GM’s Barra Battles Tough History During Hearings

NHTSA’s Friedman likely to get rough treatment too.

by on Apr.01, 2014

GM CEO Mary Barra is testifying before a congressional committee this week. GM's history before such committees is not good.

After no fewer eight recalls covering more than 5 million vehicles since Jan. 1, General Motors will continue to generate more headlines this week as Chief Executive Officer Mary Barra testifies on Capitol Hill this week.

The latest recalls announced less only before Barra’s scheduled appearance in Washington D.C., cover more than 1.3 million vehicles, including Chevy Cobalts and HHRs, Pontiac G5 and Saturn Ion models with potentially defective ignition switches, covers the electric power steering systems on the vehicles

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Barra is in a tight spot. On the one hand, she clearly wants to cooperate with the Congressional probe but at the same time she is under pressure from the company’s own lawyers not to undermine GM’s defense in the myriad of lawsuit that are piling up against GM.

Former GM CEO Rick Wagoner, (r) and Bob Nardelli testifying before Congress.Wagoner's appearance before the committee was considered a disaster.

Meanwhile, the cost of the recall is continuing to mount. GM yesterday said it will take a $750 million charge in the first quarter to cover the expenses associated with the multiple recalls. By way of comparison rival Toyota, which came under intense scrutiny for its handling of problems with its vehicles back in 2009, has agreed to pay a $1.2 billion fine to the federal government for covering potential defects. Toyota also has agreed to settle, at an estimated cost of $1 billion, multiple lawsuits involving cases of unintended acceleration.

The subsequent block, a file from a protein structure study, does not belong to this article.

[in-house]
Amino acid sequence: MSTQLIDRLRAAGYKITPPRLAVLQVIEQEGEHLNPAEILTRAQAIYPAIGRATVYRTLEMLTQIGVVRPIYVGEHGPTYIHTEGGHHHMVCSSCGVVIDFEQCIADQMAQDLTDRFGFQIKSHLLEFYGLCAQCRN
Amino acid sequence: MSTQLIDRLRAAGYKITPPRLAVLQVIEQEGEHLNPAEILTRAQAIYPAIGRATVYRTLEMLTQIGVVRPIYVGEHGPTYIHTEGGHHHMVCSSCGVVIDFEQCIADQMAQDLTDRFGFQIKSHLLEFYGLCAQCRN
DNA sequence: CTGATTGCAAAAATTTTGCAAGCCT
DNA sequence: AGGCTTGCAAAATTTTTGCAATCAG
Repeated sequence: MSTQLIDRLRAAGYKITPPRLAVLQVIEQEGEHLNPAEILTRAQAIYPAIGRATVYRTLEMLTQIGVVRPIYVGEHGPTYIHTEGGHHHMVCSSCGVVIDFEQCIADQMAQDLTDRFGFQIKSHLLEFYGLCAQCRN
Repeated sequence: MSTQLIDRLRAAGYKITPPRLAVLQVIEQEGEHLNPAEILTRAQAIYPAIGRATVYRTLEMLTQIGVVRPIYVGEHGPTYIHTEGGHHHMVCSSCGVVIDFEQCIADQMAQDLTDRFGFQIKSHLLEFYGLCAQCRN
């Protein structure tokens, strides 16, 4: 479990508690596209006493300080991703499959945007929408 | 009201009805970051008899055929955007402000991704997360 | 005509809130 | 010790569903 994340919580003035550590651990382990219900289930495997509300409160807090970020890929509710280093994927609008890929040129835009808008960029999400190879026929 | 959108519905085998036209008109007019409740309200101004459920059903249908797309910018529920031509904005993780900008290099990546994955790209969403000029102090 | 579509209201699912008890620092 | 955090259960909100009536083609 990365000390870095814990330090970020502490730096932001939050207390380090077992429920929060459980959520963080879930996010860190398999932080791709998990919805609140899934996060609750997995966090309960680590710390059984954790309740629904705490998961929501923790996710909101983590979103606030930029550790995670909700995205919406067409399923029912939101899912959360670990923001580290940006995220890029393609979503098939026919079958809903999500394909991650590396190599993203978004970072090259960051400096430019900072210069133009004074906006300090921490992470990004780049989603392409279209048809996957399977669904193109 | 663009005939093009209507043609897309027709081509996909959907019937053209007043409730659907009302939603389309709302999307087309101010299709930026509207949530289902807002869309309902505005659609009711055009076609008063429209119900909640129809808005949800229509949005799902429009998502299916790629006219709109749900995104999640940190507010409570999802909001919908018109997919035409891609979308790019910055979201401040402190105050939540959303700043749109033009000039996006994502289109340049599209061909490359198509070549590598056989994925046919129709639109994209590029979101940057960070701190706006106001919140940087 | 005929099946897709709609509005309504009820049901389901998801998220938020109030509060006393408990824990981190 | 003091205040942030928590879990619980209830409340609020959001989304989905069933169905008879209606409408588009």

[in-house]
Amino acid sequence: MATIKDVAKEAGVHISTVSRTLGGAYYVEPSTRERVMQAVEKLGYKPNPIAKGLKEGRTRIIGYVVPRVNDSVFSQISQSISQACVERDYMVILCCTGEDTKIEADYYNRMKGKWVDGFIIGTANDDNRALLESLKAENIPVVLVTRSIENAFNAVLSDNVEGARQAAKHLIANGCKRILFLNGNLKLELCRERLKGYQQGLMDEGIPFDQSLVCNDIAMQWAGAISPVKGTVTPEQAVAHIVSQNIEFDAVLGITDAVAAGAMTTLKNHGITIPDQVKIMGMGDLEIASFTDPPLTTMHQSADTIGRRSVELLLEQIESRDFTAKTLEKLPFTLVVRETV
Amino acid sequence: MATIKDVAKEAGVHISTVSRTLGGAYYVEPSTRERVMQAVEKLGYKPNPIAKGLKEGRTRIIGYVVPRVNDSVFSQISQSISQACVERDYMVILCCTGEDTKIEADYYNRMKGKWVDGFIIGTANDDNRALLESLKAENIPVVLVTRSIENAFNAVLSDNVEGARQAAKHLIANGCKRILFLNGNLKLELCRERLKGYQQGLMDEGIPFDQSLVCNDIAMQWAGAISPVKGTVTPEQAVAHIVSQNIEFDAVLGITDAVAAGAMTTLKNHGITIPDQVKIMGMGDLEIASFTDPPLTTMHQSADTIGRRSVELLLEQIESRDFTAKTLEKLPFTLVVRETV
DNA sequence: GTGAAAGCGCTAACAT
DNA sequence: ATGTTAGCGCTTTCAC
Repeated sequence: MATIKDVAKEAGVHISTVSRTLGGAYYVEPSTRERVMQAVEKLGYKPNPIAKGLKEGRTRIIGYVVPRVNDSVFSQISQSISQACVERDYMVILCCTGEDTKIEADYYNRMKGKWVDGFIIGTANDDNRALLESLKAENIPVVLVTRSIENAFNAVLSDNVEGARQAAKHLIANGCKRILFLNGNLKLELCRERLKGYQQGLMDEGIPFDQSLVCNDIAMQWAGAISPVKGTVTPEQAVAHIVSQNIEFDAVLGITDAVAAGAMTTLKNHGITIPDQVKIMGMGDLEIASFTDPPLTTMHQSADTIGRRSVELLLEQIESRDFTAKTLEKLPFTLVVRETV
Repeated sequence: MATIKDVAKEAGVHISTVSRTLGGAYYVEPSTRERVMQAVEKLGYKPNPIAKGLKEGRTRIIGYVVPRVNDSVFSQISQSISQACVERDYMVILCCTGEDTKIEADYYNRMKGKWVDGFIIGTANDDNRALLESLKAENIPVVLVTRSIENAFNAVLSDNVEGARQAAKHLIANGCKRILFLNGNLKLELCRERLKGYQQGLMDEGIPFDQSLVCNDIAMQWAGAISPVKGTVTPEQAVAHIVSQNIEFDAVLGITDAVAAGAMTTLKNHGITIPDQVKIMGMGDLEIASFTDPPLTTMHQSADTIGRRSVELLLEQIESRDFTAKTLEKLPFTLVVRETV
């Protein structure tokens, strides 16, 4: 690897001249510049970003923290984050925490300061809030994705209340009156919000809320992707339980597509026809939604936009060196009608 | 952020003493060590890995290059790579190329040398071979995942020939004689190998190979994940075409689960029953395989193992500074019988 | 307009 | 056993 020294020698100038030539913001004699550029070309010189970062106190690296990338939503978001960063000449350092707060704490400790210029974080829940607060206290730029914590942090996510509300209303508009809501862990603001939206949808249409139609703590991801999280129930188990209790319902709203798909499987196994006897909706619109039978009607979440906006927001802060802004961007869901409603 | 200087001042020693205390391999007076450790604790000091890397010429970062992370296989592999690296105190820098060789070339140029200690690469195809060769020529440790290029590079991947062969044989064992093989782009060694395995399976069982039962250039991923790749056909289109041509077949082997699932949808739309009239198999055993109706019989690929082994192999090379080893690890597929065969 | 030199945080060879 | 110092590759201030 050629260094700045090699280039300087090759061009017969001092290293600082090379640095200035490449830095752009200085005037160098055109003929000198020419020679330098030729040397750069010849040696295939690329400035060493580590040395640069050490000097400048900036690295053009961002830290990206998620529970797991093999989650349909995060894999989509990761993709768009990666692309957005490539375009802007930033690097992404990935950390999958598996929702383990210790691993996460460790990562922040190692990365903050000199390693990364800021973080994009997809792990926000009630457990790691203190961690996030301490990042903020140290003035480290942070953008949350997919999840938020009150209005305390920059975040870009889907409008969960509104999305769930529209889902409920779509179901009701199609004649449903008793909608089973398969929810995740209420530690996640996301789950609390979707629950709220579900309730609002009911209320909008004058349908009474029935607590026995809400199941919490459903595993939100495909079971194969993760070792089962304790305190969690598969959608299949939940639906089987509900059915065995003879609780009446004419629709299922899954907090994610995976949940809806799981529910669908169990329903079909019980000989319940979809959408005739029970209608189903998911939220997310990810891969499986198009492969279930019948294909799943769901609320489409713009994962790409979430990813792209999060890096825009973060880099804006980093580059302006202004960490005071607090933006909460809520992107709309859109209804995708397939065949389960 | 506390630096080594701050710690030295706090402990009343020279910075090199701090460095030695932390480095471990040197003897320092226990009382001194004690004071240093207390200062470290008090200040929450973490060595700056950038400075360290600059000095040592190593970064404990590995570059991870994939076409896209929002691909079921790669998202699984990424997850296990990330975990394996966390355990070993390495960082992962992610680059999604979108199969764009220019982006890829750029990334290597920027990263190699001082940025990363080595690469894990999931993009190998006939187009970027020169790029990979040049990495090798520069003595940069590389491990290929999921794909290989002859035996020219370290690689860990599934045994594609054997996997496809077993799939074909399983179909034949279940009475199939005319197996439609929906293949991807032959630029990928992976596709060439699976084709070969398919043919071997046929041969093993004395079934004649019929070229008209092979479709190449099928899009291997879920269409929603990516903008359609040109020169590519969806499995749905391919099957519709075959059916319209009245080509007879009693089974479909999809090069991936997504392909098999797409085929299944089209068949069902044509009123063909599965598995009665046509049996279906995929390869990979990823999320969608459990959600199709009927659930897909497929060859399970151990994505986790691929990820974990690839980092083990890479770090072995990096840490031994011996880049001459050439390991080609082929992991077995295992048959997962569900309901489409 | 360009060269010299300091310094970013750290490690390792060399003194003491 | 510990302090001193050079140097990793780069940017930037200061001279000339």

The cost is only part of GM’s problems as it tackles to problems created by a faulty ignition switch.

“Toyota found out the biggest damage was to their market share,” said Sean McAlinden, vice president of Research at the Center for Auto Safety in Ann Arbor. Before Toyota was flying high but as the controversy over the problems unfolded, Toyota’ Lexus division lost its leadership in luxury sales while the complete dominance of the Camry in the mid-sized segment was undermined.

In GM’s case, the company’s half-decade old effort to rebuild the reputation of GM’s passenger cars may be on the line as Barra testifies before Congress.

Prior to company’s bankruptcy in 2009 it was an article of faith among analysts that GM lost money on passenger cars. Since then thanks to a wave of fresh new products, a new willingness to address problems and concessions from the United Auto Workers and closer ties to suppliers, GM has managed to turn its passenger car business. But the effort is now at risk analysts suggest.

“They make money on cars but nowhere near as much as they do on trucks and the big SUVs,” observed Joe Phillippi, an independent analyst based in New Jersey.

McAlinden noted GM is actually in a weaker position at this point than either Toyota, which used its vaunted reputation for quality reliability and durability to shield its sales, while Ford Motor Co. was able to shift much of the blame for the Explorer rollover controversy onto a key supplier – Firestone. Nonetheless both the reputations of both Toyota and Ford suffered and they also took a beating in the market place.

Thus the appearance of Barra, the first woman to serve as GM’s top executive, on Capitol Hill becomes even more important. It’s also becoming more complicated as new evidence surfaced that GM has known about the ignition-switch defect for over a decade.

Barra’s also fighting history, which has seen GM executives stumble badly during appearances before Congressional committees.

Former CEO Rick Wagoner was completely unprepared for questions about his use of a corporate jet as he tried to make GM’s case for loan guarantees in November 2008. Wagoner’s appearance is generally considered to have been a disaster. In 1966, then-GM Chairman James Roche was pilloried over the company’s decision to pry into Ralph Nader’s private life.